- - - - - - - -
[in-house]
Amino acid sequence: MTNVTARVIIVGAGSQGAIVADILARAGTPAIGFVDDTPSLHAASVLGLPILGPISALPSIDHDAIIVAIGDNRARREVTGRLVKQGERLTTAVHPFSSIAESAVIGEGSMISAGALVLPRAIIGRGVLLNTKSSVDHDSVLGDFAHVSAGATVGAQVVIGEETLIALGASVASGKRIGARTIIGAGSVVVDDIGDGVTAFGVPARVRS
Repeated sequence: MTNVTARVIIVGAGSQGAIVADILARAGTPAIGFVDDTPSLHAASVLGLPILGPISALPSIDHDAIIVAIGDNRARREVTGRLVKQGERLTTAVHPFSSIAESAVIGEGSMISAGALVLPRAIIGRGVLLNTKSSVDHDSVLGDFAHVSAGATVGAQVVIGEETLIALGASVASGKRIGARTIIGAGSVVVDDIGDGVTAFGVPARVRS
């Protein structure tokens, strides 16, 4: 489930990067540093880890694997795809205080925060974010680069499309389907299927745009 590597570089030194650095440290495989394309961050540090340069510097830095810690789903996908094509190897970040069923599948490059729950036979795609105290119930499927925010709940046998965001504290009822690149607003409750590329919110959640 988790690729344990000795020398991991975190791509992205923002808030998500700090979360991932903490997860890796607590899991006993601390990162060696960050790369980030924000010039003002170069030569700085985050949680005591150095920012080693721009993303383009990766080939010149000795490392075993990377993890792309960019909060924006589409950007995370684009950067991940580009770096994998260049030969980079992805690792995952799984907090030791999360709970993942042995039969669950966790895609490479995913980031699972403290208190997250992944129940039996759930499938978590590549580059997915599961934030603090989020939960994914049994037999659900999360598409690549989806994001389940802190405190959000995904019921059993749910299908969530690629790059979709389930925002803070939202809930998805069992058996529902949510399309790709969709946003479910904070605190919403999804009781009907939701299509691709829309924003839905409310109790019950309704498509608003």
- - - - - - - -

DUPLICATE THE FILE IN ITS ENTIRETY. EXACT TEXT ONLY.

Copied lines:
[in-house]
Amino acid sequence: MTNVTARVIIVGAGSQGAIVADILARAGTPAIGFVDDTPSLHAASVLGLPILGPISALPSIDHDAIIVAIGDNRARREVTGRLVKQGERLTTAVHPFSSIAESAVIGEGSMISAGALVLPRAIIGRGVLLNTKSSVDHDSVLGDFAHVSAGATVGAQVVIGEETLIALGASVASGKRIGARTIIGAGSVVVDDIGDGVTAFGVPARVRS
Repeated sequence: MTNVTARVIIVGAGSQGAIVADILARAGTPAIGFVDDTPSLHAASVLGLPILGPISALPSIDHDAIIVAIGDNRARREVTGRLVKQGERLTTAVHPFSSIAESAVIGEGSMISAGALVLPRAIIGRGVLLNTKSSVDHDSVLGDFAHVSAGATVGAQVVIGEETLIALGASVASGKRIGARTIIGAGSVVVDDIGDGVTAFGVPARVRS
């Protein structure tokens, strides 16, 4: 489930990067540093880890694997795809205080925060974010680069499309389907299927745009 590597570089030194650095440290495989394309961050540090340069510097830095810690789903996908094509190897970040069923599948490059729950036979795609105290119930499927925010709940046998965001504290009822690149607003409750590329919110959640 988790690729344990000795020398991991975190791509992205923002808030998500700090979360991932903490997860890796607590899991006993601390990162060696960050790369980030924000010039003002170069030569700085985050949680005591150095920012080693721009993303383009990766080939010149000795490392075993990377993890792309960019909060924006589409950007995370684009950067991940580009770096994998260049030969980079992805690792995952799984907090030791999360709970993942042995039969669950966790895609490479995913980031699972403290208190997250992944129940039996759930499938978590590549580059997915599961934030603090989020939960994914049994037999659900999360598409690549989806994001389940802190405190959000995904019921059993749910299908969530690629790059979709389930925002803070939202809930998805069992058996529902949510399309790709969709946003479910904070605190919403999804009781009907939701299509691709829309924003839905409310109790019950309704498509608003």